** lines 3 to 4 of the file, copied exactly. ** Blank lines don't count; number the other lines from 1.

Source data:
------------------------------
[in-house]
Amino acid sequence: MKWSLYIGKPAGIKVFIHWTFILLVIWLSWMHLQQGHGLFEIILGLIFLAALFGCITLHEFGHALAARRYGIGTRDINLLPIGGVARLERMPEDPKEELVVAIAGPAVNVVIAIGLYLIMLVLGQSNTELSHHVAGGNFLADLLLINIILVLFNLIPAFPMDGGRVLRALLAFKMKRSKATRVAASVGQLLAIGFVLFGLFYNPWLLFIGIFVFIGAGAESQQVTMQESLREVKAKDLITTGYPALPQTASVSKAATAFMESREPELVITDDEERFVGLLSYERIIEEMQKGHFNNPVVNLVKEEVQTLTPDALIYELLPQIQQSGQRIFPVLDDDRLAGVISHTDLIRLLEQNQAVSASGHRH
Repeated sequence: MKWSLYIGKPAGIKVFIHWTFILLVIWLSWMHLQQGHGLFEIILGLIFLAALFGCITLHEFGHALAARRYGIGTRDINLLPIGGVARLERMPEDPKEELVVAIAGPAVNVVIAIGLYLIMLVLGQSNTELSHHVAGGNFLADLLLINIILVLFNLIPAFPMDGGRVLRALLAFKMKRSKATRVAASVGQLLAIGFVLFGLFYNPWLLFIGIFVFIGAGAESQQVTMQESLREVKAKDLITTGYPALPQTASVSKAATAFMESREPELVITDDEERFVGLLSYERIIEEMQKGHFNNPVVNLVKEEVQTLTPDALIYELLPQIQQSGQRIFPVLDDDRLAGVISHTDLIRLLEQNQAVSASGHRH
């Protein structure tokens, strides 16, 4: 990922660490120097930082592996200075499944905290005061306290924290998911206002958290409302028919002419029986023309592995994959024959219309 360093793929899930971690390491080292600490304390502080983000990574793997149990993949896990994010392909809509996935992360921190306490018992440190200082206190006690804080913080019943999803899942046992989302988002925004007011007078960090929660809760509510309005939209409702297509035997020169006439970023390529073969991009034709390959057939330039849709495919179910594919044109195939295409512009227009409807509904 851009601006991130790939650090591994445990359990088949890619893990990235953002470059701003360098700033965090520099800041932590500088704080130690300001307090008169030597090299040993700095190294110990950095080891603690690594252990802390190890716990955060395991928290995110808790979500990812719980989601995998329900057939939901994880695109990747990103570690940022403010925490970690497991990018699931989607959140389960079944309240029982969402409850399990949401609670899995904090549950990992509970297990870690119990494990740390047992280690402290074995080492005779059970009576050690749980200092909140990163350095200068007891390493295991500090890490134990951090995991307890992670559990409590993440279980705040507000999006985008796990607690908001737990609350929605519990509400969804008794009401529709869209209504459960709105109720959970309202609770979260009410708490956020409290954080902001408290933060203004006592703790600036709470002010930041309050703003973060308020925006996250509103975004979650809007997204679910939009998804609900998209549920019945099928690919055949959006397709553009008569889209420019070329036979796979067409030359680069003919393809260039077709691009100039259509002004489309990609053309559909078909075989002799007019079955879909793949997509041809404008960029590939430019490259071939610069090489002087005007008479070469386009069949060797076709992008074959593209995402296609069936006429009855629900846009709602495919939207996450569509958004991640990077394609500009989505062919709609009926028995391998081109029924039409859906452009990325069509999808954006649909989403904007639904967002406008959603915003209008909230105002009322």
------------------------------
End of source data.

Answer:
Repeated sequence: MKWSLYIGKPAGIKVFIHWTFILLVIWLSWMHLQQGHGLFEIILGLIFLAALFGCITLHEFGHALAARRYGIGTRDINLLPIGGVARLERMPEDPKEELVVAIAGPAVNVVIAIGLYLIMLVLGQSNTELSHHVAGGNFLADLLLINIILVLFNLIPAFPMDGGRVLRALLAFKMKRSKATRVAASVGQLLAIGFVLFGLFYNPWLLFIGIFVFIGAGAESQQVTMQESLREVKAKDLITTGYPALPQTASVSKAATAFMESREPELVITDDEERFVGLLSYERIIEEMQKGHFNNPVVNLVKEEVQTLTPDALIYELLPQIQQSGQRIFPVLDDDRLAGVISHTDLIRLLEQNQAVSASGHRH
């Protein structure tokens, strides 16, 4: 990922660490120097930082592996200075499944905290005061306290924290998911206002958290409302028919002419029986023309592995994959024959219309 360093793929899930971690390491080292600490304390502080983000990574793997149990993949896990994010392909809509996935992360921190306490018992440190200082206190006690804080913080019943999803899942046992989302988002925004007011007078960090929660809760509510309005939209409702297509035997020169006439970023390529073969991009034709390959057939330039849709495919179910594919044109195939295409512009227009409807509904 851009601006991130790939650090591994445990359990088949890619893990990235953002470059701003360098700033965090520099800041932590500088704080130690300001307090008169030597090299040993700095190294110990950095080891603690690594252990802390190890716990955060395991928290995110808790979500990812719980989601995998329900057939939901994880695109990747990103570690940022403010925490970690497991990018699931989607959140389960079944309240029982969402409850399990949401609670899995904090549950990992509970297990870690119990494990740390047992280690402290074995080492005779059970009576050690749980200092909140990163350095200068007891390493295991500090890490134990951090995991307890992670559990409590993440279980705040507000999006985008796990607690908001737990609350929605519990509400969804008794009401529709869209209504459960709105109720959970309202609770979260009410708490956020409290954080902001408290933060203004006592703790600036709470002010930041309050703003973060308020925006996250509103975004979650809007997204679910939009998804609900998209549920019945099928690919055949959006397709553009008569889209420019070329036979796979067409030359680069003919393809260039077709691009100039259509002004489309990609053309559909078909075989002799007019079955879909793949997509041809404008960029590939430019490259071939610069090489002087005007008479070469386009069949060797076709992008074959593209995402296609069936006429009855629900846009709602495919939207996450569509958004991640990077394609500009989505062919709609009926028995391998081109029924039409859906452009990325069509999808954006649909989403904007639904967002406008959603915003209008909230105002009322």